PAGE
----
I was quite disappointed to hear that my two youngest kids were required to go to summer school this year. My daughter is going into the fourth grade and my son is going into K-5. Yes he had to go to summer school for K-5. My daughter has always struggled with the idea of school so it was no surprise to me that she was required to attend for math, but my son has always been a brilliant child. However, he struggled with writing his name in cursive, hence, he was asked to do the extra classes.
Needless to say, I was very disappointed but not in them. I was disappointed in myself. Until I realized that I could not put this on myself. Yet, I just could not help but to feel this sense of ultimate responsibility. They are failing because of me I thought. I did not do enough. I did not push them enough. It is all my fault. As mothers we secretly compare our children to those of others. We may not say our feelings out loud but we think them to ourselves. “ Why isn’t my child as smart as Janae?” or “I wish my son was as athletic as Jason.” In our heads we set unreachable marks for our children and when they are not met we sulk secretly. Or maybe it's just me.
Shonda is the writer and creator of the shows like Grey’s Anatomy and Scandal. If you watch any of these shows you would understand the level of fame and success this lady is currently experiencing in her professional life. However, as she so eloquently put it...
“Whenever you see me somewhere succeeding in one area of my life, that almost certainly means I am failing in another area of my life. If I am killing it on a Scandal script for work, I am probably missing bath and story time at home. If I am at home sewing my kids' Halloween costumes, I'm probably blowing off a rewrite I was supposed to turn in. If I am accepting a prestigious award, I am missing my baby's first swim lesson. If I am at my daughter's debut in her school musical, I am missing Sandra Oh's last scene ever being filmed at Grey's Anatomy. If I am succeeding at one, I am inevitably failing at the other. That is the tradeoff. That is the Faustian bargain one makes with the devil that comes with being a powerful working woman who is also a powerful mother. You never feel a hundred percent OK; you never get your sea legs; you are always a little nauseous. Something is always lost. Something is always missing.”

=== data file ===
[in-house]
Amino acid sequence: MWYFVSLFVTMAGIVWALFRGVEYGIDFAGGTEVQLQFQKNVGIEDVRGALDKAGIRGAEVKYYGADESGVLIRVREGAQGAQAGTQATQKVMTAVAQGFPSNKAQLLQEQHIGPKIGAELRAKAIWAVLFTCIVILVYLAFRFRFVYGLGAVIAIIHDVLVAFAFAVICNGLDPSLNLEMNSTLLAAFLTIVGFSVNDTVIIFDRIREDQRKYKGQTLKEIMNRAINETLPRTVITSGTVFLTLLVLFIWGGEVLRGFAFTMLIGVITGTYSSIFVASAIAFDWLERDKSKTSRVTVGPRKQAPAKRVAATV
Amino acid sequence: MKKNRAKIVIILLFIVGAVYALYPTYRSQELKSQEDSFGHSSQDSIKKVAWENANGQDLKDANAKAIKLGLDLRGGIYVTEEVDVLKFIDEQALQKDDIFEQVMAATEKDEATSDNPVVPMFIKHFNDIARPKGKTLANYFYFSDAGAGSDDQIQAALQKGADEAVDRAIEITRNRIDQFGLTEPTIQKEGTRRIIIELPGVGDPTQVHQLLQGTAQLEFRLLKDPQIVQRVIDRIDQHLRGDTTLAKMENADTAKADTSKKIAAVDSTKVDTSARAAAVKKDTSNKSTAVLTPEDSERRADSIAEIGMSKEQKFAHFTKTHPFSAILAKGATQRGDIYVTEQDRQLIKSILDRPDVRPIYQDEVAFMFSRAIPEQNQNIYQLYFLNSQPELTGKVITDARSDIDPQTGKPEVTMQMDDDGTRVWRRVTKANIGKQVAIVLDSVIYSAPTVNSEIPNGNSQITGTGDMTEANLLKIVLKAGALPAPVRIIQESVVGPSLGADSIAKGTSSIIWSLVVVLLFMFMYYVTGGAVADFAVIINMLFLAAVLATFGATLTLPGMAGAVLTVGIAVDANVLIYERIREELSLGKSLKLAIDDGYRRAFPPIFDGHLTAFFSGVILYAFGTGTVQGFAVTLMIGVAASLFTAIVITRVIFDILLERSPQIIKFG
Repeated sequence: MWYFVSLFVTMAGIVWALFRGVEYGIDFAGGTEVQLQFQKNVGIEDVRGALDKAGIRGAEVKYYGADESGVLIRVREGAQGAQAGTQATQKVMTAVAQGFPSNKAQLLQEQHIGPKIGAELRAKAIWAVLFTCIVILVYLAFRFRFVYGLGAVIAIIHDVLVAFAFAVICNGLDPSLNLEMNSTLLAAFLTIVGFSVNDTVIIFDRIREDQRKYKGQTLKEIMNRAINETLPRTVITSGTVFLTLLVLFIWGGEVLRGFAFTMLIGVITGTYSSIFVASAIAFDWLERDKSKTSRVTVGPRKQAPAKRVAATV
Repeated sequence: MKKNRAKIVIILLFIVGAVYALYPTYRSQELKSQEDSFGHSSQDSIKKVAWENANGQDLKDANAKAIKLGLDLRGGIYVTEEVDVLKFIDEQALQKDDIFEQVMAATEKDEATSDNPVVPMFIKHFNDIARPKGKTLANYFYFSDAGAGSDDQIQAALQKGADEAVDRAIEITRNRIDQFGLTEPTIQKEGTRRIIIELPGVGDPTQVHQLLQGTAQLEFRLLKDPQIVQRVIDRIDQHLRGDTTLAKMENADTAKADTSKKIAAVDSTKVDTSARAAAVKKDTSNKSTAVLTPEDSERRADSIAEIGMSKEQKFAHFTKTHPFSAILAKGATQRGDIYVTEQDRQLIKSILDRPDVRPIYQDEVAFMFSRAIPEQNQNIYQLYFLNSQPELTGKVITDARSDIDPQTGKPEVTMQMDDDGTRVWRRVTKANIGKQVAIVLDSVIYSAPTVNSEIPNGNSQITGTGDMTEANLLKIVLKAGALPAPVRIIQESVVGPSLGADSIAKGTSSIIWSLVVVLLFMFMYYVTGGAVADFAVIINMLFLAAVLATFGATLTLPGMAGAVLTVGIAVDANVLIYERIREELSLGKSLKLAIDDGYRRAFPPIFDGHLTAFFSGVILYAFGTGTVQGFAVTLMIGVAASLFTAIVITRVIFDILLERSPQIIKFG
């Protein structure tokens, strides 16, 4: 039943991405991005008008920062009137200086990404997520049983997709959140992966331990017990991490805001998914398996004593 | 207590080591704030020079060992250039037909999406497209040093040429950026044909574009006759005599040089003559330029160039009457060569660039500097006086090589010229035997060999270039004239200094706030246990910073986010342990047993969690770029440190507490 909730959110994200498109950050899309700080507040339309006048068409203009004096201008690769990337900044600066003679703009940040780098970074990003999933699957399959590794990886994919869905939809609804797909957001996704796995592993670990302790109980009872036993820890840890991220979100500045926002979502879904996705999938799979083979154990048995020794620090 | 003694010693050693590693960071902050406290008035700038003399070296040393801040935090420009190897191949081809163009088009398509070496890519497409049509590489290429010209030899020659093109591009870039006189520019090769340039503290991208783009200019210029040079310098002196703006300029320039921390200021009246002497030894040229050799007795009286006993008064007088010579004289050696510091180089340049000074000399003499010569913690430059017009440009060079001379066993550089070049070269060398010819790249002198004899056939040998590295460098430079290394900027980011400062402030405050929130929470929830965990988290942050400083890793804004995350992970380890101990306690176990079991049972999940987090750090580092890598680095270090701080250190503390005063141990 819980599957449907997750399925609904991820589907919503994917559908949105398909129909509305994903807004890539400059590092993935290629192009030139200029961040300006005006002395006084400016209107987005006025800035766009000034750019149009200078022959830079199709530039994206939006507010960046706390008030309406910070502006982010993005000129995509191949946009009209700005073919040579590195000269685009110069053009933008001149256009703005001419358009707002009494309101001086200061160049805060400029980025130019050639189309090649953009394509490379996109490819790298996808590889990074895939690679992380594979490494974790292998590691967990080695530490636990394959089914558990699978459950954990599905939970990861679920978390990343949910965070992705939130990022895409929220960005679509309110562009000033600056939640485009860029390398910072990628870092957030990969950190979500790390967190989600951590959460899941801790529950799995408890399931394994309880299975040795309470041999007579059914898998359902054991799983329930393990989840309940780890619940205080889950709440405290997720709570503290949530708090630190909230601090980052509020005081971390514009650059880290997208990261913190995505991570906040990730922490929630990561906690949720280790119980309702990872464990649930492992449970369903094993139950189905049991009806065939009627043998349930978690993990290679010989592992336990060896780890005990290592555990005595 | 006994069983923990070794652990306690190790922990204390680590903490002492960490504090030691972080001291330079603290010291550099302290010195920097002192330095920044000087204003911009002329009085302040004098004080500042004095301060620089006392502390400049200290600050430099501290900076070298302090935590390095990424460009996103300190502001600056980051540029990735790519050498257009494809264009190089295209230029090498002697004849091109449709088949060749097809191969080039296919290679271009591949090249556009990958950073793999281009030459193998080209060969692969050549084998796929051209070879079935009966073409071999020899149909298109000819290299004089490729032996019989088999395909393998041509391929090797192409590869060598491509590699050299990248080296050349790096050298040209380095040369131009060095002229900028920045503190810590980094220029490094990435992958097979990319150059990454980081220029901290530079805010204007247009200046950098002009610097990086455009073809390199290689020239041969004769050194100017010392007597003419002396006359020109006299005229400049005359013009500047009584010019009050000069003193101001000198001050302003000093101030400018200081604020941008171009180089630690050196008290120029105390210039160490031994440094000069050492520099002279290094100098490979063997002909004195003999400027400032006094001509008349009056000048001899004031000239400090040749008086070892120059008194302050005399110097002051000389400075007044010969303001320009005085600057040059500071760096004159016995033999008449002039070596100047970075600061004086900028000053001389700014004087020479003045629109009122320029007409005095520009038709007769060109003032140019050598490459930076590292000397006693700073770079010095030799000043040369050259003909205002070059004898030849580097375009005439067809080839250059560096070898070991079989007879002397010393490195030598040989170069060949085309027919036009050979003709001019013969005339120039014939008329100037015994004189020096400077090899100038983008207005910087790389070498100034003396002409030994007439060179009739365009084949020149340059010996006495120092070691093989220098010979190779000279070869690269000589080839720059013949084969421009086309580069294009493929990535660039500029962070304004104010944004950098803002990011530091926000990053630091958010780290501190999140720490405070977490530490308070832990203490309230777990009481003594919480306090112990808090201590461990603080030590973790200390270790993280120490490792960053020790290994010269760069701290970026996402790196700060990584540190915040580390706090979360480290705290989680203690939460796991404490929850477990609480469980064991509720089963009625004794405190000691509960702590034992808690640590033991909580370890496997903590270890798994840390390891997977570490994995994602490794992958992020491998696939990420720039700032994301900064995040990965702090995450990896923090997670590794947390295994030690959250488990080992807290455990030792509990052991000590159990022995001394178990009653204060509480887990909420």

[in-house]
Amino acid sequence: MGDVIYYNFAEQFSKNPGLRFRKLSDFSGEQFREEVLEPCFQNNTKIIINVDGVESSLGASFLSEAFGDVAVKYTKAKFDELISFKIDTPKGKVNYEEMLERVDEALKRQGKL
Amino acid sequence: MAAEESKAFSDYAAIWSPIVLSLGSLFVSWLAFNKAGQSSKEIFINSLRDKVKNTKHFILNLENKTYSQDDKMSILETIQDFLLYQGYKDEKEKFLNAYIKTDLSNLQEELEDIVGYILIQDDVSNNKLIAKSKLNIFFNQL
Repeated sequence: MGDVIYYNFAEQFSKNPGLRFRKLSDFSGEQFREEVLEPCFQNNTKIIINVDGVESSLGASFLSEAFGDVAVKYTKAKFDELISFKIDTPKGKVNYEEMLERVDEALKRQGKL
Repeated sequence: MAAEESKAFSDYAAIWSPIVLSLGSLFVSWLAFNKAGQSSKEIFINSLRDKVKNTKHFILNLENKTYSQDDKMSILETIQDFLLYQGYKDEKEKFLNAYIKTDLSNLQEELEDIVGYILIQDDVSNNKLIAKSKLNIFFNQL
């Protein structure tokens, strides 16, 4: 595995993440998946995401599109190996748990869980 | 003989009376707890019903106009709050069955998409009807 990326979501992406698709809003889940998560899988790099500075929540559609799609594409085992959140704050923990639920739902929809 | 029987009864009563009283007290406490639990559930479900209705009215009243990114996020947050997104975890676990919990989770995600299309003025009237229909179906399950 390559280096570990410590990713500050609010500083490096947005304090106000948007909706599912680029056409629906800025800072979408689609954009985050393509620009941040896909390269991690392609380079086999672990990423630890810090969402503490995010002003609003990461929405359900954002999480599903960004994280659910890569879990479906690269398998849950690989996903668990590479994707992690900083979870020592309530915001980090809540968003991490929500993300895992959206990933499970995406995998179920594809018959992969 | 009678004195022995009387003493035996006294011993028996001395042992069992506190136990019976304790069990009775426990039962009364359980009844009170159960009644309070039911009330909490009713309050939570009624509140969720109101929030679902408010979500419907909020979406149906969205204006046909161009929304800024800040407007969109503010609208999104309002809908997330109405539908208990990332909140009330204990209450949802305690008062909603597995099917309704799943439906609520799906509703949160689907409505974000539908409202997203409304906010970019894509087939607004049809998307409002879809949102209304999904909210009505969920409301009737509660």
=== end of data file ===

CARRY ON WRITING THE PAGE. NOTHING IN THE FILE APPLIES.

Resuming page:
Wow! I thought it is not just me, other mother’s feel the same way.
I went to drop my son off one morning and had a conversation with his teacher about his poor handwriting. Of course, I went on and on about what I can do to fix the problem, then she said to me. “You know you can’t have it all. You have a wonderful, well behaved son that has a sweet and loving personality. Thank God for that. That’s better that having a straight A student.” Hmmmm….Never really looked at it that way.
A few weeks later, I went to my daughter’s award ceremony in the pouring rain. As children were getting nine and ten certificates, I waited for them to call her name. She received certificates for Art and Outstanding Christian Character. As I cheered her on I remember the words my son’s teacher said to me and in that moment I was proud of the children that I am raising wonderful honest and upstanding individuals.
Shonda went on in her speech to say...
“ANYONE WHO TELLS YOU THEY ARE DOING IT ALL PERFECTLY IS A LIAR.”
Until I blog again,